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Displaying items by tag: Lough Neagh

The Northern Ireland Tourist Board is highlighting the latest additions to its network of canoeing trails ahead of National Trails Day on Sunday 2 October.
“We are very fortunate in Northern Ireland to have so many perfect calm lakes and meandering rivers to explore and canoeing provides a great day out or weekend away for the family," the board's Nigel Tilson told the Community Telegraph.
As previously reported on Afloat.ie, the new coastal Foyle Canoe Trail and South East Canoe Trail join Northern Ireland's five inland canoe trails at Lough Neagh, the River Blackwater, Lough Erne, the Lower Bann and Strangford Lough.
These will be joined later this year by two more sea trails on the north and east coasts.
National Trails Day will feature six two-hour canoeing sessions with free equipment and lessons. For details visit see www.nationaltrailsday.co.uk.

The Northern Ireland Tourist Board is highlighting the latest additions to its network of canoeing trails ahead of National Trails Day on Sunday 2 October.

“We are very fortunate in Northern Ireland to have so many perfect calm lakes and meandering rivers to explore and canoeing provides a great day out or weekend away for the family," the board's Nigel Tilson told the Community Telegraph.

As previously reported on Afloat.ie, the new coastal Foyle Canoe Trail and South East Canoe Trail join Northern Ireland's five inland canoe trails at Lough Neagh, the River Blackwater, Lough Erne, the Lower Bann and Strangford Lough. 

These will be joined later this year by two more sea trails on the north and east coasts.

National Trails Day will feature six two-hour canoeing sessions with free equipment and lessons. For details visit www.nationaltrailsday.co.uk.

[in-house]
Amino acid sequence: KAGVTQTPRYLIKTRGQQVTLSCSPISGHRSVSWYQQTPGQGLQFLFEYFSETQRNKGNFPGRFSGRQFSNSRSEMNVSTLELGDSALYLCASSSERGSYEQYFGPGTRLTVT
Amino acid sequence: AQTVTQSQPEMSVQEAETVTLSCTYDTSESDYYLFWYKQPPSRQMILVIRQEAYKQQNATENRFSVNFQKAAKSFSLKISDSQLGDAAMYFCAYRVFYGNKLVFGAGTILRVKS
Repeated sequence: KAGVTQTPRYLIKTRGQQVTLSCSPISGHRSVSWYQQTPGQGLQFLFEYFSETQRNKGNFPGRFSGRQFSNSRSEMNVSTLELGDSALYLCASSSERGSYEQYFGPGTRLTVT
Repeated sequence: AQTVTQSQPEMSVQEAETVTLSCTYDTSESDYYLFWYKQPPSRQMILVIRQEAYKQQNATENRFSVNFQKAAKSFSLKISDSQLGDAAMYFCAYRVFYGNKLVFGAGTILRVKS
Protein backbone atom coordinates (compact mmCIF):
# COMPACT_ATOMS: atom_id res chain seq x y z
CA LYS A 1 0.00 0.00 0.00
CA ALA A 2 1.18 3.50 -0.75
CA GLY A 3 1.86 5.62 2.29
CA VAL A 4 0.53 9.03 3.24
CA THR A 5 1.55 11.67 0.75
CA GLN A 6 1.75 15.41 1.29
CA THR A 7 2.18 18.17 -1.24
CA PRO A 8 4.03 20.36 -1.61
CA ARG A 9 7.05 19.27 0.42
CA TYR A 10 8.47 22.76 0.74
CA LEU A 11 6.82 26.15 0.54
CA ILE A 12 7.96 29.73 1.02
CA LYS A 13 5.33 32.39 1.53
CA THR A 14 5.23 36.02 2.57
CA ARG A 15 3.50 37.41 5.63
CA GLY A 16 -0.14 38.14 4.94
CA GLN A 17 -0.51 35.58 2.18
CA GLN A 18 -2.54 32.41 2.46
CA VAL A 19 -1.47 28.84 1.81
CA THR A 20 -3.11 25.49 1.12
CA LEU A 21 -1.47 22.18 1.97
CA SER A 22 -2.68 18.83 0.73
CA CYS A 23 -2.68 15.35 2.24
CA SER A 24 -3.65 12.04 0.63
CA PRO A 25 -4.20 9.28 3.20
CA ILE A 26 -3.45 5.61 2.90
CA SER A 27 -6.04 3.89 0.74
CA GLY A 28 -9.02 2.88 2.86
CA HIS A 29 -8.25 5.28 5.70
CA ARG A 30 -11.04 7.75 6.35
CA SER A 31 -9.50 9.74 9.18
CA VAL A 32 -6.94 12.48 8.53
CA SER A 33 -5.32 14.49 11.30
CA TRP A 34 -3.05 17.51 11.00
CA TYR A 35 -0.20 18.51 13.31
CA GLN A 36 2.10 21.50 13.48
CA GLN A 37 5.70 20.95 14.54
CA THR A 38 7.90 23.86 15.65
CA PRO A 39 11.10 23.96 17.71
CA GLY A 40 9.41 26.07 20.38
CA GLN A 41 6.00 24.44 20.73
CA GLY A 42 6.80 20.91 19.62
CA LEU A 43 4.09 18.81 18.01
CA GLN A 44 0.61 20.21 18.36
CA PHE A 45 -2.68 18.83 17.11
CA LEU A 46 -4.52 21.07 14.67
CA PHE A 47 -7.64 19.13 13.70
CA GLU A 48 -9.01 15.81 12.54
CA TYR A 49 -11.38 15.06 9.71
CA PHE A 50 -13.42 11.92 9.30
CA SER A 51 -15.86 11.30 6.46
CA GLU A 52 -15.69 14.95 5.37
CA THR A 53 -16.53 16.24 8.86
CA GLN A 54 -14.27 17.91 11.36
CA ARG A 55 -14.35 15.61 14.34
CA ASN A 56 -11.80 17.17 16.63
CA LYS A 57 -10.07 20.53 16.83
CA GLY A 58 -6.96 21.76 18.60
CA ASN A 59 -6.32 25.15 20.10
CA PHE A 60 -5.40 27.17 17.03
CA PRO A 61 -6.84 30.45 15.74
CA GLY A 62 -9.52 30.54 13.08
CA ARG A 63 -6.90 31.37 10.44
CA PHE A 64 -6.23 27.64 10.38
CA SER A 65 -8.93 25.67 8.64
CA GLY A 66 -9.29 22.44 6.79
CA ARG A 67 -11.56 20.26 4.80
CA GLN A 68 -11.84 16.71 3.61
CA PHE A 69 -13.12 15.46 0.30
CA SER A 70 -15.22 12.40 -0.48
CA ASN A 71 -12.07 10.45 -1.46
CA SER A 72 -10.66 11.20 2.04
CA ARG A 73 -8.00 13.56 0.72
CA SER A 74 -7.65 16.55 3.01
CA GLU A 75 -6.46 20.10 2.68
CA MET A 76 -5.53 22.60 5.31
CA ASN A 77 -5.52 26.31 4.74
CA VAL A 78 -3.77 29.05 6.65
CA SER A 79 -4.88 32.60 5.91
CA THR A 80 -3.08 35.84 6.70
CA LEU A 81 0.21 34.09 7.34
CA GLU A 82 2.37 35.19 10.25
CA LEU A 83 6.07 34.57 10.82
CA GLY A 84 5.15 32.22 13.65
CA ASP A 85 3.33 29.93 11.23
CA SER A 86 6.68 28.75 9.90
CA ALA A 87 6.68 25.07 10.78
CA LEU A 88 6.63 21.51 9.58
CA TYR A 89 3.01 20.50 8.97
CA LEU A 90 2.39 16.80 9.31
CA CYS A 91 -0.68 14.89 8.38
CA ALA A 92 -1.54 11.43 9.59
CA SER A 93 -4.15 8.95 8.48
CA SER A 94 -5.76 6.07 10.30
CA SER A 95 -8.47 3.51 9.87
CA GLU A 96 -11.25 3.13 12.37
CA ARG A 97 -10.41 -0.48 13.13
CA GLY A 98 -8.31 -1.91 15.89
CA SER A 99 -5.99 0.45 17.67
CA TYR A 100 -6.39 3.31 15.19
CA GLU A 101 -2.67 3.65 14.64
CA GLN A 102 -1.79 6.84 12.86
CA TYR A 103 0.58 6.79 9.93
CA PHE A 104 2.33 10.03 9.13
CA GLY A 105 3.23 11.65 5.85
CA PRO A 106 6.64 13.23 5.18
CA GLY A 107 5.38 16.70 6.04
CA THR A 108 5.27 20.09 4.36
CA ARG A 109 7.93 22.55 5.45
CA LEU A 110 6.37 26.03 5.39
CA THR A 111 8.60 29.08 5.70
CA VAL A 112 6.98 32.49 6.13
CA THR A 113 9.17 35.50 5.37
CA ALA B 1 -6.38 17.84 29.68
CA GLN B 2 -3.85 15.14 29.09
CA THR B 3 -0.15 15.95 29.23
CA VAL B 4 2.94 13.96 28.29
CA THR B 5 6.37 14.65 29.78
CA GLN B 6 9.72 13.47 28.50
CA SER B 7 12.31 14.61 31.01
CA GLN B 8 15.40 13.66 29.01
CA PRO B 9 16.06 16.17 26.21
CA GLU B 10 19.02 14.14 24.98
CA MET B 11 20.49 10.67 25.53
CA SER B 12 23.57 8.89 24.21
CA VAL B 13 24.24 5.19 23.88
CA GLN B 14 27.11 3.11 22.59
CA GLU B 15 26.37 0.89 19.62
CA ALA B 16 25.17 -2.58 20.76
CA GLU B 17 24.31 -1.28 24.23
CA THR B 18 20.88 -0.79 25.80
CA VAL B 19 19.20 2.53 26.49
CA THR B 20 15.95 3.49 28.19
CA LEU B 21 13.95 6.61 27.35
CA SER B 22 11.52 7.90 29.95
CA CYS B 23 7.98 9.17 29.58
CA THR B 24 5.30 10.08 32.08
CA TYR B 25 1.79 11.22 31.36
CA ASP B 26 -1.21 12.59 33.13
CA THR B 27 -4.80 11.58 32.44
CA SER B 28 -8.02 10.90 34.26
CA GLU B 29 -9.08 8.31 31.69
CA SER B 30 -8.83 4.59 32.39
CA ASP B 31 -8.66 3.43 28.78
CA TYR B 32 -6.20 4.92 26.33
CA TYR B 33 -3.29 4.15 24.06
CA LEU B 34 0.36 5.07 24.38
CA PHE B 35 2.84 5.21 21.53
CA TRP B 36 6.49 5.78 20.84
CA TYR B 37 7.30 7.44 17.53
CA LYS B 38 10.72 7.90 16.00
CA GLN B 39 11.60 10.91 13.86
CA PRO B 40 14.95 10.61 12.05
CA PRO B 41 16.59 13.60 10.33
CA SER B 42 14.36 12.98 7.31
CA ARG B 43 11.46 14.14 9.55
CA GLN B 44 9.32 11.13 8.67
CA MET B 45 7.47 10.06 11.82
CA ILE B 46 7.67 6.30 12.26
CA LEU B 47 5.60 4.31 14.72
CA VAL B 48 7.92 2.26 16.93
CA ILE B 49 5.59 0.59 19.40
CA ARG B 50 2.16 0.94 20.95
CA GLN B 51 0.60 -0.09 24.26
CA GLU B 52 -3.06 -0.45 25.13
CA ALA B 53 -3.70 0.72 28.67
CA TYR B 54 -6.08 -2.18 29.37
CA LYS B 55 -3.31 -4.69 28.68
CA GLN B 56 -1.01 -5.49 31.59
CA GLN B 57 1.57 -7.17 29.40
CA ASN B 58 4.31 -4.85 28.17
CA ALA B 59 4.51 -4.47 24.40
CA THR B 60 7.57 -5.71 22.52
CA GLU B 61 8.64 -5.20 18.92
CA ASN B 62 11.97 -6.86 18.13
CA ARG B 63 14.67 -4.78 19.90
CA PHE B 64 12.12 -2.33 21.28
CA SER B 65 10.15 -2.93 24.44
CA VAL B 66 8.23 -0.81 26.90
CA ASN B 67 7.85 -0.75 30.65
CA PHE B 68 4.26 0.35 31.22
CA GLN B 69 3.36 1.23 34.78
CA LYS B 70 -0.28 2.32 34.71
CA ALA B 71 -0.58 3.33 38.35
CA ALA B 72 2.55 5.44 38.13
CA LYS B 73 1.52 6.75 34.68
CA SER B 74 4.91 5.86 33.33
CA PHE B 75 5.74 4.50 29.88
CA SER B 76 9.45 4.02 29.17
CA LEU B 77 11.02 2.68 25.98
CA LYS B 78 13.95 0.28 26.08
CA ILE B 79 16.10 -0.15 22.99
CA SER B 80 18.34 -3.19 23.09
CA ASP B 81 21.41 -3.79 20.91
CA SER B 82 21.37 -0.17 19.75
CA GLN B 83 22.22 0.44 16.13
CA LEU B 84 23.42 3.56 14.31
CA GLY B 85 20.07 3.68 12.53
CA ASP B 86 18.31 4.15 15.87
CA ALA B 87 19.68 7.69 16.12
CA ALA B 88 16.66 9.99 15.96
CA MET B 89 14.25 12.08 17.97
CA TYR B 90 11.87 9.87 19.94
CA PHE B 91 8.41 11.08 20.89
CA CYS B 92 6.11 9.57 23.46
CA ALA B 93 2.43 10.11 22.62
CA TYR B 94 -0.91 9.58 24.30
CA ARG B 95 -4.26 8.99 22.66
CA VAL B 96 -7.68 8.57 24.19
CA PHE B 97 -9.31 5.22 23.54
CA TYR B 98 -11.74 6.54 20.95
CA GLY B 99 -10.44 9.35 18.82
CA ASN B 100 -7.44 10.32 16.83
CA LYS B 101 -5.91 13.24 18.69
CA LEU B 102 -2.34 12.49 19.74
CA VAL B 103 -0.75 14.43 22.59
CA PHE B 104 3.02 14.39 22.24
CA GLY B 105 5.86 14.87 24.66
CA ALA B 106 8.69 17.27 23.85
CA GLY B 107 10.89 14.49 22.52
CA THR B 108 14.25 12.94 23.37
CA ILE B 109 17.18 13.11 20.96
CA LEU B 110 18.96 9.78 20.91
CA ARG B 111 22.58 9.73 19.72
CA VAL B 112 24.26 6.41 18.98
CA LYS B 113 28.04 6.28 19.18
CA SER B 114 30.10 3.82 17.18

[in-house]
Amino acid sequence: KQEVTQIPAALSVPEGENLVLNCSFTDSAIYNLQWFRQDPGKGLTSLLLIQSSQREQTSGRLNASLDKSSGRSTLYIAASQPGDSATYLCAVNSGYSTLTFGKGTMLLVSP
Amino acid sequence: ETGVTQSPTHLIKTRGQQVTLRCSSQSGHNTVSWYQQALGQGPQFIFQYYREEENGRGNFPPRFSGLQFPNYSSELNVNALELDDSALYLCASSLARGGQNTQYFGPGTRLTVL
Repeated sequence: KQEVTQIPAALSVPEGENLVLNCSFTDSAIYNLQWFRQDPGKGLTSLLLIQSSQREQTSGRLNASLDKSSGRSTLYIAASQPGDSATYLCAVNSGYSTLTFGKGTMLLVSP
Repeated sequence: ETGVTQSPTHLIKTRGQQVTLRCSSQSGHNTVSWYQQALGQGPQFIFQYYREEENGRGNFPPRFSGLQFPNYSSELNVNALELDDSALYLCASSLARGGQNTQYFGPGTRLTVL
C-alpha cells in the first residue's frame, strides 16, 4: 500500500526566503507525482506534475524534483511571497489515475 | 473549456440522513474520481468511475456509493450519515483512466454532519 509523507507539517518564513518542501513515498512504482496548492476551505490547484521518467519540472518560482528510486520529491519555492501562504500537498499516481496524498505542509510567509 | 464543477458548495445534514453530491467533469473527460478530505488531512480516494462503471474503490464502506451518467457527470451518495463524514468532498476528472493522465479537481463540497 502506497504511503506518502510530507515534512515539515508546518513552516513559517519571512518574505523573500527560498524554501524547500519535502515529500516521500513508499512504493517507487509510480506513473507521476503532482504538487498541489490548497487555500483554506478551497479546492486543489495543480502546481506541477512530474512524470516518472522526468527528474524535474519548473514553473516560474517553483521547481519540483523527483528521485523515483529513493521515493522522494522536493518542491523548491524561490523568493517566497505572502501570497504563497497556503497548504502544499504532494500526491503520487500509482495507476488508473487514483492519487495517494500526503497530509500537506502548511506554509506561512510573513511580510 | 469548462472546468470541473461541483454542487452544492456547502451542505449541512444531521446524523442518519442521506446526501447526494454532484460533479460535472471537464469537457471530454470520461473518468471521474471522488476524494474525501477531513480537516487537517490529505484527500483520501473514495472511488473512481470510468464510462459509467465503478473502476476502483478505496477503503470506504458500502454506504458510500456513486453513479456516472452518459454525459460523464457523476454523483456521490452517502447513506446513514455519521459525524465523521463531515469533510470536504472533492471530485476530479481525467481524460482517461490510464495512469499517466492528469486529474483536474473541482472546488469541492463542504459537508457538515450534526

Published in Canoeing
Lesser Spotted Ulster's Joe Mahon was on hand to launch the first comprehensive free visitor's guide to the Lagan Canal recently, the Ulster Star reports.
The new guide provides information on the canal's storied history and its abundance of wildlife from Belfast to Lough Neagh.
Lagan Canal Restoration Trust manager Cathy Burns said: “For the first time this guide offers visitors details of all there is to see and do along the canal.
"We hope that it encourages many more visitors and local people to take the opportunity to get out and experience the hidden gem that is the Lagan Canal."
A Guide to the Lagan Canal, Past, Present and Future is available to download online at lagancanaltrust.org

Lesser Spotted Ulster's Joe Mahon was on hand to launch the first comprehensive free visitor's guide to the inland waterway's Lagan Canal recently, the Ulster Star reports.

The new guide provides information on the canal's storied history and its abundance of wildlife from Belfast to Lough Neagh.

Lagan Canal Restoration Trust manager Cathy Burns said: “For the first time this guide offers visitors details of all there is to see and do along the canal.

"We hope that it encourages many more visitors and local people to take the opportunity to get out and experience the hidden gem that is the Lagan Canal."

A Guide to the Lagan Canal, Past, Present and Future is available to download online at lagancanaltrust.org.

Published in Inland Waterways

Northern Ireland's Powerboat Racing Festival kicks off at Ballyronan Marina, Lough Neagh on August 22nd. North East Powerboat and Racing Club are staging the event that is also round four of the Irish National Championships. The club promises a great day out for what is the first powerboat event on the Lough in over 20 years. More HERE.

Published in Powerboat Racing
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Royal National Lifeboat Institute (RNLI) in Ireland Information